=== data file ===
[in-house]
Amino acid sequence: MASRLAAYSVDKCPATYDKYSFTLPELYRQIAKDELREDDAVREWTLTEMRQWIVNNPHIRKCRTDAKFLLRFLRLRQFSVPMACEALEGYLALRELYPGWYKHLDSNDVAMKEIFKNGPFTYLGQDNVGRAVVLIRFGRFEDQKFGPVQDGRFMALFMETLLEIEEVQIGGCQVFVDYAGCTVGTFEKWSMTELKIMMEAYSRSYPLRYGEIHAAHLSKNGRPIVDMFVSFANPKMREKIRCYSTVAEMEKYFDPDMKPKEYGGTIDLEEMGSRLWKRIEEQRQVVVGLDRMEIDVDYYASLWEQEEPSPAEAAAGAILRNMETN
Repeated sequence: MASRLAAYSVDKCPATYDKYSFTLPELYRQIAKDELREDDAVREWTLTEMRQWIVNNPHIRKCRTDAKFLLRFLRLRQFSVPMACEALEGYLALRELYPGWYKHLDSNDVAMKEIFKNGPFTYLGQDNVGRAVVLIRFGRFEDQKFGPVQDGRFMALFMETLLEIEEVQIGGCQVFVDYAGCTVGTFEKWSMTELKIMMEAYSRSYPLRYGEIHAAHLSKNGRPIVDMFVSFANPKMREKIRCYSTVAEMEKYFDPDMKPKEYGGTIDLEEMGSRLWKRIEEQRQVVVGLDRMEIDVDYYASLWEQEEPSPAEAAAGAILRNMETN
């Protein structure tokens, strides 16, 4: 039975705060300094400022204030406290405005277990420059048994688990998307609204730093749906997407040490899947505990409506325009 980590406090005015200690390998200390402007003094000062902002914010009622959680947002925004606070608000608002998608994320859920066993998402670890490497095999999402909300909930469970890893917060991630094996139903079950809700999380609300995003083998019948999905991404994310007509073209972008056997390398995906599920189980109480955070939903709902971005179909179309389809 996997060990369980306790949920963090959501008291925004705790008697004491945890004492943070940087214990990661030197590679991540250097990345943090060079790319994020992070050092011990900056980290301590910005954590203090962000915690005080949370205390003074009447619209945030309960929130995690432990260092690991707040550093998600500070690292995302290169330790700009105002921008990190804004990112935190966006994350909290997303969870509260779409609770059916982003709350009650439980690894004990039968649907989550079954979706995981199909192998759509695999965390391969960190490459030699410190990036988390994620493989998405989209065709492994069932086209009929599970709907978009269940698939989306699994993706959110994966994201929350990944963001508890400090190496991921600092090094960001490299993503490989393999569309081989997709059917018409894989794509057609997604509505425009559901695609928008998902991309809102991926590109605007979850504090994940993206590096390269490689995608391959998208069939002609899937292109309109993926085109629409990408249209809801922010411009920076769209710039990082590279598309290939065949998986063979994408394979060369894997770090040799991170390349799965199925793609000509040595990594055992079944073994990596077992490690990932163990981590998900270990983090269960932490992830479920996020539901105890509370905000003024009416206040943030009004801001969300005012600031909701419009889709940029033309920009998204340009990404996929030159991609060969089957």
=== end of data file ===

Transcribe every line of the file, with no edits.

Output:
[in-house]
Amino acid sequence: MASRLAAYSVDKCPATYDKYSFTLPELYRQIAKDELREDDAVREWTLTEMRQWIVNNPHIRKCRTDAKFLLRFLRLRQFSVPMACEALEGYLALRELYPGWYKHLDSNDVAMKEIFKNGPFTYLGQDNVGRAVVLIRFGRFEDQKFGPVQDGRFMALFMETLLEIEEVQIGGCQVFVDYAGCTVGTFEKWSMTELKIMMEAYSRSYPLRYGEIHAAHLSKNGRPIVDMFVSFANPKMREKIRCYSTVAEMEKYFDPDMKPKEYGGTIDLEEMGSRLWKRIEEQRQVVVGLDRMEIDVDYYASLWEQEEPSPAEAAAGAILRNMETN
Repeated sequence: MASRLAAYSVDKCPATYDKYSFTLPELYRQIAKDELREDDAVREWTLTEMRQWIVNNPHIRKCRTDAKFLLRFLRLRQFSVPMACEALEGYLALRELYPGWYKHLDSNDVAMKEIFKNGPFTYLGQDNVGRAVVLIRFGRFEDQKFGPVQDGRFMALFMETLLEIEEVQIGGCQVFVDYAGCTVGTFEKWSMTELKIMMEAYSRSYPLRYGEIHAAHLSKNGRPIVDMFVSFANPKMREKIRCYSTVAEMEKYFDPDMKPKEYGGTIDLEEMGSRLWKRIEEQRQVVVGLDRMEIDVDYYASLWEQEEPSPAEAAAGAILRNMETN
């Protein structure tokens, strides 16, 4: 039975705060300094400022204030406290405005277990420059048994688990998307609204730093749906997407040490899947505990409506325009 980590406090005015200690390998200390402007003094000062902002914010009622959680947002925004606070608000608002998608994320859920066993998402670890490497095999999402909300909930469970890893917060991630094996139903079950809700999380609300995003083998019948999905991404994310007509073209972008056997390398995906599920189980109480955070939903709902971005179909179309389809 996997060990369980306790949920963090959501008291925004705790008697004491945890004492943070940087214990990661030197590679991540250097990345943090060079790319994020992070050092011990900056980290301590910005954590203090962000915690005080949370205390003074009447619209945030309960929130995690432990260092690991707040550093998600500070690292995302290169330790700009105002921008990190804004990112935190966006994350909290997303969870509260779409609770059916982003709350009650439980690894004990039968649907989550079954979706995981199909192998759509695999965390391969960190490459030699410190990036988390994620493989998405989209065709492994069932086209009929599970709907978009269940698939989306699994993706959110994966994201929350990944963001508890400090190496991921600092090094960001490299993503490989393999569309081989997709059917018409894989794509057609997604509505425009559901695609928008998902991309809102991926590109605007979850504090994940993206590096390269490689995608391959998208069939002609899937292109309109993926085109629409990408249209809801922010411009920076769209710039990082590279598309290939065949998986063979994408394979060369894997770090040799991170390349799965199925793609000509040595990594055992079944073994990596077992490690990932163990981590998900270990983090269960932490992830479920996020539901105890509370905000003024009416206040943030009004801001969300005012600031909701419009889709940029033309920009998204340009990404996929030159991609060969089957």